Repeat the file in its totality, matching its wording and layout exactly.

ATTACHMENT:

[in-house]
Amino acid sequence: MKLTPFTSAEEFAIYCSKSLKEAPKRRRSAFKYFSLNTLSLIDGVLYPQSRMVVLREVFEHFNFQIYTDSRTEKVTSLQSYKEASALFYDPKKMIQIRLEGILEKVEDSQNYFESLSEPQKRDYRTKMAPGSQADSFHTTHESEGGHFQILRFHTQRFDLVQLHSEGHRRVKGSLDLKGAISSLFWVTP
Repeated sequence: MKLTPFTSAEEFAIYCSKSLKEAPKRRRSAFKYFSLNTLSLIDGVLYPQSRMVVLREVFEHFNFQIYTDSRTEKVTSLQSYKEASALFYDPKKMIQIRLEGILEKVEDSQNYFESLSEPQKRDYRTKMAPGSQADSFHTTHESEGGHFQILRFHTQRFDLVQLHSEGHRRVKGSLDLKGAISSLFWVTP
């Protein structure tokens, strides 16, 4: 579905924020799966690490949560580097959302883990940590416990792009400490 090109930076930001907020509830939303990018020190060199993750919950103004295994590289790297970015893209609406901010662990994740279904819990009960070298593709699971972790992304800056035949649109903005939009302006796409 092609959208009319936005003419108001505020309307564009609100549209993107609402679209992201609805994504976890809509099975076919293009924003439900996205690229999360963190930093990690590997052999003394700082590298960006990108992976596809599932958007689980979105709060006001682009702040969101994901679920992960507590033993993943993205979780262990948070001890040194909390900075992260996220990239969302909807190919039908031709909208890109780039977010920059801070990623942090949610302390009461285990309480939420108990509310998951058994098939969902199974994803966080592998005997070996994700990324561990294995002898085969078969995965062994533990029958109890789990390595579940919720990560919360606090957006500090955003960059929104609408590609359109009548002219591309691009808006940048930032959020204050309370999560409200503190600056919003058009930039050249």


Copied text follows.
[in-house]
Amino acid sequence: MKLTPFTSAEEFAIYCSKSLKEAPKRRRSAFKYFSLNTLSLIDGVLYPQSRMVVLREVFEHFNFQIYTDSRTEKVTSLQSYKEASALFYDPKKMIQIRLEGILEKVEDSQNYFESLSEPQKRDYRTKMAPGSQADSFHTTHESEGGHFQILRFHTQRFDLVQLHSEGHRRVKGSLDLKGAISSLFWVTP
Repeated sequence: MKLTPFTSAEEFAIYCSKSLKEAPKRRRSAFKYFSLNTLSLIDGVLYPQSRMVVLREVFEHFNFQIYTDSRTEKVTSLQSYKEASALFYDPKKMIQIRLEGILEKVEDSQNYFESLSEPQKRDYRTKMAPGSQADSFHTTHESEGGHFQILRFHTQRFDLVQLHSEGHRRVKGSLDLKGAISSLFWVTP
């Protein structure tokens, strides 16, 4: 579905924020799966690490949560580097959302883990940590416990792009400490 090109930076930001907020509830939303990018020190060199993750919950103004295994590289790297970015893209609406901010662990994740279904819990009960070298593709699971972790992304800056035949649109903005939009302006796409 092609959208009319936005003419108001505020309307564009609100549209993107609402679209992201609805994504976890809509099975076919293009924003439900996205690229999360963190930093990690590997052999003394700082590298960006990108992976596809599932958007689980979105709060006001682009702040969101994901679920992960507590033993993943993205979780262990948070001890040194909390900075992260996220990239969302909807190919039908031709909208890109780039977010920059801070990623942090949610302390009461285990309480939420108990509310998951058994098939969902199974994803966080592998005997070996994700990324561990294995002898085969078969995965062994533990029958109890789990390595579940919720990560919360606090957006500090955003960059929104609408590609359109009548002219591309691009808006940048930032959020204050309370999560409200503190600056919003058009930039050249």